Friday, July 30, 2010

A Historic Document in Legislative Reform Supported By at Least Some Republicans Somewhere

John Burns. The Sometimes Governments: A Critical Study of the 50 American Legislatures. New York: Bantam Books, 1971.

This book is the product of research conducted by the Citizens Commission on State Legislatures that formed in 1969 to study what improvements can be made upon all state legislatures. This was done while recognizing that each state had its own legislative process. There was, circa 1971, a general consensus that legislative process standards were low and that little had been done prior to study these systems and analyze how to improve them.

Researchers found that many legislators lacked the resources to comprehend the complex and diverse issues before them. Legislatures began meeting more often and were holding more committee hearings to better comprehend issues. In 1971, 36 states had annual state legislative meetings while 14 met in sessions once every two years. In 1941, only four states had legislative meetings every year.

National commissions studying legislatures in the late 1960s identified several problems. The role of the Federal and state governments was under much debate. White House advisor Daniel Patrick Moynihan observed the Federal government was “rather good at collecting revenues and rather bad at distributing services.” City and state governments were being seen by people agreeing with Moynihan’s sentiments as organizations more aware of local and regional needs yet lacking the financial resources to deal with them. In these debates, others expressed fears of “excessive localization”, the need for nationwide uniformity in services, and their belief that the Federal government could better direct resources where needed. The author argues there was an unfilled need of an intermediary that could avoid over reliance on both centralization and localization. State governments, he advised, could fill that role. Daniel Elazar concluded “it is important that there be a sharing of power between the Federal government and state governments.” This would require expanding the powers of state governments.

States were recognizing their need for increased roles over public policies. 28 states, as of the early 1970s, had planning and community affairs offices and over a dozen had housing and urban development programs.

In the late 18th century, as state governments were forming, state legislatures often had greater than in the 20th century. A war against a King made people wary of the Executive branch of government. Several legislatures chose Governors and Judges who served only one term.

Jeffersonian questioning of all government powers plus Jacksonian individualism weakened legislative powers. Governor rarely abused powers, in part because they had few powers to abuse. Thus, Governors gained more public respect and slowly garnered more political influence. In contrast, numerous scandals where financial influences corrupted legislators caused diminished public respect for the legislative branch.

Budgetary control shifted from legislators to Governors. Half the states had Executive budget making by the 1920s, something now conducted by all Governors.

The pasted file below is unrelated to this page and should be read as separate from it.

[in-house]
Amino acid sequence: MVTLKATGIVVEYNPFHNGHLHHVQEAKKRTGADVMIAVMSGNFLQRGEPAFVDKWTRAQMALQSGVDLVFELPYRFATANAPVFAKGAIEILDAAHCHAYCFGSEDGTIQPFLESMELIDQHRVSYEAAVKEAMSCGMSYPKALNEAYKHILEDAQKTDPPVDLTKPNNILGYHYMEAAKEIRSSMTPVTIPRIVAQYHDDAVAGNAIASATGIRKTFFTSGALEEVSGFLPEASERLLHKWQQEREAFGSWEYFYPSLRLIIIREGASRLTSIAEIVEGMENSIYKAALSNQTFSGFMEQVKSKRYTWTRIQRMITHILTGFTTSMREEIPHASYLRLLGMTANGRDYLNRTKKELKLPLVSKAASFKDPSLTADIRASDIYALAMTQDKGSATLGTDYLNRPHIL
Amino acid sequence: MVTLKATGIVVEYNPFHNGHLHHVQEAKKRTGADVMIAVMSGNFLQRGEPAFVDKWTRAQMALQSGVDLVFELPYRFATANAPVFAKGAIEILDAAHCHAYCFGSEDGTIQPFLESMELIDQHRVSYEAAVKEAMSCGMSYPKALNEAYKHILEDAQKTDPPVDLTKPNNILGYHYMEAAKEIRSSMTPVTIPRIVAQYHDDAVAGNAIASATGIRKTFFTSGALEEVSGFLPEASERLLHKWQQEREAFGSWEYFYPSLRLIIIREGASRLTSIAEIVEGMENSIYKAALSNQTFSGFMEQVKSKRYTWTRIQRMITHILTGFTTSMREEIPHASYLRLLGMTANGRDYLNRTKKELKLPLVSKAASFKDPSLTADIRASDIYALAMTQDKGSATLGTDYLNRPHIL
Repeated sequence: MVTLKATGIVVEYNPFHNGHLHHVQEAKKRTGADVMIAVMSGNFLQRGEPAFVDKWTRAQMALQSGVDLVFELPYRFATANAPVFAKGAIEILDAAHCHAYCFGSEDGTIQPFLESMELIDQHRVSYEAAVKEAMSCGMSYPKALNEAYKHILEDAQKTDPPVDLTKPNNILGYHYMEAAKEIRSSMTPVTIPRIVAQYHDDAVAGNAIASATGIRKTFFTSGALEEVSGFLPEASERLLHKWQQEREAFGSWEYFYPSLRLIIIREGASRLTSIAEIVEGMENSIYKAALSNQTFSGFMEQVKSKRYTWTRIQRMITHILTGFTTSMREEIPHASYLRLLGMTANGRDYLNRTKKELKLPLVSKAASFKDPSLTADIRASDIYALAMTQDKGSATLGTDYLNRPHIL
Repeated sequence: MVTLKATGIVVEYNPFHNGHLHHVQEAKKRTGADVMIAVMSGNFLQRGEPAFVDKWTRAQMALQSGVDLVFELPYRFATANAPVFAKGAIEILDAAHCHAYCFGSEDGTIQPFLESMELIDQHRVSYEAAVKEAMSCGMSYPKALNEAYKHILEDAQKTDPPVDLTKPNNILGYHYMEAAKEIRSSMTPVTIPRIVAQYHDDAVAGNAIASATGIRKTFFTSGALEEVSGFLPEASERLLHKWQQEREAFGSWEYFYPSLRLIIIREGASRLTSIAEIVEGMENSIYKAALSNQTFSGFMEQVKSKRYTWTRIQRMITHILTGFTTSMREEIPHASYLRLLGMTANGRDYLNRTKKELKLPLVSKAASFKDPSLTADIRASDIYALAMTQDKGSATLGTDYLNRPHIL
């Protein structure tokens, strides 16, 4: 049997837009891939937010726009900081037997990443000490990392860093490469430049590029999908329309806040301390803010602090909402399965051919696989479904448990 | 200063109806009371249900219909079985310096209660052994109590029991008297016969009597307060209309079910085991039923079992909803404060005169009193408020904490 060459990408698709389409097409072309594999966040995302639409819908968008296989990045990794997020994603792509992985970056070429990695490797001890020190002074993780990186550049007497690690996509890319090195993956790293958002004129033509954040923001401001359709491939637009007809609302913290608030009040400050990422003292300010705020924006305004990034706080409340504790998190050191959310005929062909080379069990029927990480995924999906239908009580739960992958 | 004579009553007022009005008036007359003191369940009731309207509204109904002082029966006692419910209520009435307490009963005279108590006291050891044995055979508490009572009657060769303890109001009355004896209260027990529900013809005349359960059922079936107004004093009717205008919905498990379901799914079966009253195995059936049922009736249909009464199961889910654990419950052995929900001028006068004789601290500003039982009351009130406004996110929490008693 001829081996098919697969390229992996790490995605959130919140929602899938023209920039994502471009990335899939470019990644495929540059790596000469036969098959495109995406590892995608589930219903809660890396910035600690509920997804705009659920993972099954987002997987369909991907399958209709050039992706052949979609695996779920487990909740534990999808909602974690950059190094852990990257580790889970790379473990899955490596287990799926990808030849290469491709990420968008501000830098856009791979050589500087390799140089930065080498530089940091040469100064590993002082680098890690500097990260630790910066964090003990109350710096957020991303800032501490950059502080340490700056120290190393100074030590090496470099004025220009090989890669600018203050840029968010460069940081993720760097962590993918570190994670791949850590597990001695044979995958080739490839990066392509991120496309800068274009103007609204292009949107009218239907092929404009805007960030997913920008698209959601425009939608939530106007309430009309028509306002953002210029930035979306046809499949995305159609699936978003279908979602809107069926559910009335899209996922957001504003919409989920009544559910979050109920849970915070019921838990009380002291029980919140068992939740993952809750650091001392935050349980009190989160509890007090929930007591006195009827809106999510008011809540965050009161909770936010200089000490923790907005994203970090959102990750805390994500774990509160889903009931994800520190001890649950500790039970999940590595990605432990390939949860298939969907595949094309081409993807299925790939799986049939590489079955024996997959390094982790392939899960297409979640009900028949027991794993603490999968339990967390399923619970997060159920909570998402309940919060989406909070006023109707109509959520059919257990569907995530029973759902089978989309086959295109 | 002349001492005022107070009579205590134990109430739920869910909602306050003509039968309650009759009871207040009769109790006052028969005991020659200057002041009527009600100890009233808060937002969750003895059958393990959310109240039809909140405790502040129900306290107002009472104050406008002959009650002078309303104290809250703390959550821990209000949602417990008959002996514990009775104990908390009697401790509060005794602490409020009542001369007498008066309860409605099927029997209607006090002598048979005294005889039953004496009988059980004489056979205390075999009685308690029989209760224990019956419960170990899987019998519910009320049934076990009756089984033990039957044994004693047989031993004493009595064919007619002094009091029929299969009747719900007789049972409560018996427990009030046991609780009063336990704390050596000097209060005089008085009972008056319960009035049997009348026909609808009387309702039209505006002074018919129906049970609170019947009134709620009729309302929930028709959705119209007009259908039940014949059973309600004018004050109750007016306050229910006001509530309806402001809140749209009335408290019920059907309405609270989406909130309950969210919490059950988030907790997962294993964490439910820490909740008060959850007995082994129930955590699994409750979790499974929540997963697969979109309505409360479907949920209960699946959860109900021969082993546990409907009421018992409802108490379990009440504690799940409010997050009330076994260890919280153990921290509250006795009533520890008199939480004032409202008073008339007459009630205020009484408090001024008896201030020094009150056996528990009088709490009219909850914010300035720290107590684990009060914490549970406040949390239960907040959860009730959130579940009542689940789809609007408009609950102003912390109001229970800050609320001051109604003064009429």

Alexander Heard found state legislatures had difficulties functioning as they should in setting policies on many complex issues. They lacked sufficient staff, space, technical assistance, and meeting times. They were lowly paid and were thus subject to bribes or employment from special interests.

The author states an “ideal legislature” is one that democratically decides, after reflecting all its societal views and values, on actions that effectively handles needs. The author concluded no such ideal legislature exists.

Many legislative issues concern only few people, yet it impacts those it impacts significantly. This tends to make legislatures skewed towards listening to the interests affected by these legislative matters. Most legislatures in the early 1970s lacked professional staff to analyze information independently from what outside interests provided them. Thus, many legislators lacked the ability to make independent decisions. Further, since many of those issues did not affect many, there also was a lack of general concern whether legislators were able to make more balanced decisions.

Often the Executive branch or lobbyists were the primary sources of information provided to legislators in the early 1970s and prior. Legislatures had difficulties in creating innovative policies, overseeing programs, engaging in long range planning, conducting evaluations of their own actions, and in making forecasts of what problems were emerging.

The Citizens Conference on State Legislatures recommended that legislatures have professional staff, clerical staff, sufficient pay, enough time to properly conduct work, and that legislatures have reasonable numbers of committees and committee members. Legislative work should be conducted with public agendas and records, using proper facilities to conduct such work, and with legislative leadership operating legislative business fairly and orderly. The legislative size should be small enough to operate effectively. Legislators should not have conflicts of interest and lobbyists should be regulated.